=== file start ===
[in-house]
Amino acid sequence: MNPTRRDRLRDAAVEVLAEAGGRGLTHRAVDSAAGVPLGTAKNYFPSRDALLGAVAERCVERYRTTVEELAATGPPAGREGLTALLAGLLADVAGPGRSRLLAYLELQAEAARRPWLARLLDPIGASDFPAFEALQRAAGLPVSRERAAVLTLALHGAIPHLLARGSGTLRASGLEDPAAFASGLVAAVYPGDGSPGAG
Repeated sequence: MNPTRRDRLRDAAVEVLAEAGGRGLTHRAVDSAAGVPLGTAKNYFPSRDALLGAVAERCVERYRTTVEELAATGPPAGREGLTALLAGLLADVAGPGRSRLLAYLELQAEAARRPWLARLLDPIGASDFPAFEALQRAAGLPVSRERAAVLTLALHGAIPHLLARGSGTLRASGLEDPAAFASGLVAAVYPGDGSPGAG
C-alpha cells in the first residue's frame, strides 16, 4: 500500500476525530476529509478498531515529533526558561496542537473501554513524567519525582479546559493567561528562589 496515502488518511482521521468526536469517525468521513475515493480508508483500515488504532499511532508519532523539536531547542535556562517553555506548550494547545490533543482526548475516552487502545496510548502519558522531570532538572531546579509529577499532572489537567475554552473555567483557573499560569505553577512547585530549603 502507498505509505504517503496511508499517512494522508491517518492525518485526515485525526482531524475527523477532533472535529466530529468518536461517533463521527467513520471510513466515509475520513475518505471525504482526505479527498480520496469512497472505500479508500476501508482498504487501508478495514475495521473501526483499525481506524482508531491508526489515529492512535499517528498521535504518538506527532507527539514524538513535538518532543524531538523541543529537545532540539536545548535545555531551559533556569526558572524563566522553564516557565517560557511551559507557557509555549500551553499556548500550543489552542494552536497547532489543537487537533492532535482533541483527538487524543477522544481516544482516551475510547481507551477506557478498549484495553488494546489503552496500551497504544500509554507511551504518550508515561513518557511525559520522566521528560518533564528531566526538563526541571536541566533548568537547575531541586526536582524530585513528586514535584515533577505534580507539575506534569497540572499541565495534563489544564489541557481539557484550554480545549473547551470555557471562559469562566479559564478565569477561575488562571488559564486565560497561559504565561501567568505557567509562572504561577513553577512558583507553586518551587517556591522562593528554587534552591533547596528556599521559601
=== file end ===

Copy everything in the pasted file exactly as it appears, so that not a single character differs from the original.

[in-house]
Amino acid sequence: MNPTRRDRLRDAAVEVLAEAGGRGLTHRAVDSAAGVPLGTAKNYFPSRDALLGAVAERCVERYRTTVEELAATGPPAGREGLTALLAGLLADVAGPGRSRLLAYLELQAEAARRPWLARLLDPIGASDFPAFEALQRAAGLPVSRERAAVLTLALHGAIPHLLARGSGTLRASGLEDPAAFASGLVAAVYPGDGSPGAG
Repeated sequence: MNPTRRDRLRDAAVEVLAEAGGRGLTHRAVDSAAGVPLGTAKNYFPSRDALLGAVAERCVERYRTTVEELAATGPPAGREGLTALLAGLLADVAGPGRSRLLAYLELQAEAARRPWLARLLDPIGASDFPAFEALQRAAGLPVSRERAAVLTLALHGAIPHLLARGSGTLRASGLEDPAAFASGLVAAVYPGDGSPGAG
C-alpha cells in the first residue's frame, strides 16, 4: 500500500476525530476529509478498531515529533526558561496542537473501554513524567519525582479546559493567561528562589 496515502488518511482521521468526536469517525468521513475515493480508508483500515488504532499511532508519532523539536531547542535556562517553555506548550494547545490533543482526548475516552487502545496510548502519558522531570532538572531546579509529577499532572489537567475554552473555567483557573499560569505553577512547585530549603 502507498505509505504517503496511508499517512494522508491517518492525518485526515485525526482531524475527523477532533472535529466530529468518536461517533463521527467513520471510513466515509475520513475518505471525504482526505479527498480520496469512497472505500479508500476501508482498504487501508478495514475495521473501526483499525481506524482508531491508526489515529492512535499517528498521535504518538506527532507527539514524538513535538518532543524531538523541543529537545532540539536545548535545555531551559533556569526558572524563566522553564516557565517560557511551559507557557509555549500551553499556548500550543489552542494552536497547532489543537487537533492532535482533541483527538487524543477522544481516544482516551475510547481507551477506557478498549484495553488494546489503552496500551497504544500509554507511551504518550508515561513518557511525559520522566521528560518533564528531566526538563526541571536541566533548568537547575531541586526536582524530585513528586514535584515533577505534580507539575506534569497540572499541565495534563489544564489541557481539557484550554480545549473547551470555557471562559469562566479559564478565569477561575488562571488559564486565560497561559504565561501567568505557567509562572504561577513553577512558583507553586518551587517556591522562593528554587534552591533547596528556599521559601